"Li estas terura, kiam li ĵaluzas."
Translation:He is terrible when he is jealous.
The English word "terrifying" has a very different meaning from "terrible/awful."
Terrifying = causing an extreme amount of fear Examples: "When my dog ran into the middle of a busy road, it was terrifying for me! Thank goodness he's okay!" or "The new ride at the theme park drops riders 200 feet straight down. It's terrifying!"
Terrible/Awful = Something that is extremely bad. The English word can refer to a situation or an object. Examples: "When my dog ran into the road and got hit by a car, it was terrible/awful!" or "This food tastes terrible/awful!"
The biggest difference between the terms is fear and an always-negative meaning. Terrifying always implies extreme fear, but while the situation causing that fear is usually bad, it can be good (like skydiving or a scary movie). Terrible or awful are always about something really bad, but they're most closely associated with the emotions of extreme dislike, sadness, etc. rather than pure fear.
"terura" signifas "elvokanta tre fortan timon". "terrifying" looks like a good translation.
I actually don't think it is. The word terura, according to PReVo, means "timegiga" - to cause great fear. It can also used in the sense of awful or very strong as we use 'terrible' in English, but I still think terrifying is a reasonable translation.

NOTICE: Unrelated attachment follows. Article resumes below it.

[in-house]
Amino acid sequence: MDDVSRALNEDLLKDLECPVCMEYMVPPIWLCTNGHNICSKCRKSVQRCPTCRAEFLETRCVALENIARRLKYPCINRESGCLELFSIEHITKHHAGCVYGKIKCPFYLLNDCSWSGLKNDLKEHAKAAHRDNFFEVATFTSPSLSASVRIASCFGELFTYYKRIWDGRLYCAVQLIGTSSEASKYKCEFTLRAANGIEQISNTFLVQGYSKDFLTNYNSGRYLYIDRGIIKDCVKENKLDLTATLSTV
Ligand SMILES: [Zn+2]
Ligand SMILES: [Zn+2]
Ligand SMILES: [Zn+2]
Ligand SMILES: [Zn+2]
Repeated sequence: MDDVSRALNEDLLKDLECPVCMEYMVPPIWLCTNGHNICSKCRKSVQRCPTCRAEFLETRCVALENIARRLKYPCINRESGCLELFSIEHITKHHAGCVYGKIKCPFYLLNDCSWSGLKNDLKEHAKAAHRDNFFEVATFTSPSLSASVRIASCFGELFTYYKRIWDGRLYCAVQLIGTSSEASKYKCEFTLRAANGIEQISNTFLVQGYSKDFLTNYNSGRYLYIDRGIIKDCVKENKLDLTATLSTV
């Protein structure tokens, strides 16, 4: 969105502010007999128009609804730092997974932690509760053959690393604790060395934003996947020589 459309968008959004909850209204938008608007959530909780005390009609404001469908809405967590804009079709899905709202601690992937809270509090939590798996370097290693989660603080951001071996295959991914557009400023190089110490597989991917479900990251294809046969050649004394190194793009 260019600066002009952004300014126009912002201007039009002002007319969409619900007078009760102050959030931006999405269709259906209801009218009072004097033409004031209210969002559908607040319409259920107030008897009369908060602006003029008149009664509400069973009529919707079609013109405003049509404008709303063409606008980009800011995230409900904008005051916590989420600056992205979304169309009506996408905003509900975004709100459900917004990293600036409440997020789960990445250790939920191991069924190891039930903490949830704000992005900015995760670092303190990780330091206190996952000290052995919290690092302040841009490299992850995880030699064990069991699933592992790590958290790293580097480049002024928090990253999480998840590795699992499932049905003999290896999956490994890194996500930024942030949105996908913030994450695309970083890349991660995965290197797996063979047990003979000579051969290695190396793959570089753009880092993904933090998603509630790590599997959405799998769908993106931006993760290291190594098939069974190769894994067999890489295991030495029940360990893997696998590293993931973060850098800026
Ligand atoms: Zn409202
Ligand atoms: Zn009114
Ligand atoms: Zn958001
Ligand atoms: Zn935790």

So i guess "ĵaluzi" is intransitive? Then "Mi ĵaluzas vin" is ungrammatical, right?
As with any other adjective, ĵaluzi = esti ĵaluza. Mi ĵaluzas pri via famo.
Kuru. Kuru kaj neniam ekrigardu dorsantaŭen. Li ne amas vin. Li ne bonigas vin. Li danĝeras. Vi povos trovi aliajn koramojn, koramiko kiu amas vin ankaŭ.
A comma devides the sentence in sensible sections. Mostly to divide the standalone part from additional information. You can say "He is terrible. Period." but the "when he is jealous" is bonus information and cannot be standalone. English almost never uses commata but other languages like german do utilize to great extent.